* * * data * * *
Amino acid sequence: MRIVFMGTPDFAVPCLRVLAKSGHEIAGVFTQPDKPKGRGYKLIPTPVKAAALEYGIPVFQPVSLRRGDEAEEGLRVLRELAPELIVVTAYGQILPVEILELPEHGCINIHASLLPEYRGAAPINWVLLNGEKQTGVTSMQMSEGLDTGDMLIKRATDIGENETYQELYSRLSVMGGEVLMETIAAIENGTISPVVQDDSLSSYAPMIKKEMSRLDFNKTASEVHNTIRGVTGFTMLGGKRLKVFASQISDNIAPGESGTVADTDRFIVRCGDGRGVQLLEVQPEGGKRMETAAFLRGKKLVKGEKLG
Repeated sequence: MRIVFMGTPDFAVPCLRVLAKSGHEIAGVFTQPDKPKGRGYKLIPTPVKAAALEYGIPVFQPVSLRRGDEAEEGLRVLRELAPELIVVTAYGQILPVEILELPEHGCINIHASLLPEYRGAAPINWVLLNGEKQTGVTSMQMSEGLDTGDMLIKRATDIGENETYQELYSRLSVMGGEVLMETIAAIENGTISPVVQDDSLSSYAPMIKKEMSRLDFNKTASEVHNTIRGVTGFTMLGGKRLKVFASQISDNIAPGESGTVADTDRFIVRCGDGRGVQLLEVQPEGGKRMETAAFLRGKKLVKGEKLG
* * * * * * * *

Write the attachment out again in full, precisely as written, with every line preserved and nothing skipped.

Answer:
Amino acid sequence: MRIVFMGTPDFAVPCLRVLAKSGHEIAGVFTQPDKPKGRGYKLIPTPVKAAALEYGIPVFQPVSLRRGDEAEEGLRVLRELAPELIVVTAYGQILPVEILELPEHGCINIHASLLPEYRGAAPINWVLLNGEKQTGVTSMQMSEGLDTGDMLIKRATDIGENETYQELYSRLSVMGGEVLMETIAAIENGTISPVVQDDSLSSYAPMIKKEMSRLDFNKTASEVHNTIRGVTGFTMLGGKRLKVFASQISDNIAPGESGTVADTDRFIVRCGDGRGVQLLEVQPEGGKRMETAAFLRGKKLVKGEKLG
Repeated sequence: MRIVFMGTPDFAVPCLRVLAKSGHEIAGVFTQPDKPKGRGYKLIPTPVKAAALEYGIPVFQPVSLRRGDEAEEGLRVLRELAPELIVVTAYGQILPVEILELPEHGCINIHASLLPEYRGAAPINWVLLNGEKQTGVTSMQMSEGLDTGDMLIKRATDIGENETYQELYSRLSVMGGEVLMETIAAIENGTISPVVQDDSLSSYAPMIKKEMSRLDFNKTASEVHNTIRGVTGFTMLGGKRLKVFASQISDNIAPGESGTVADTDRFIVRCGDGRGVQLLEVQPEGGKRMETAAFLRGKKLVKGEKLG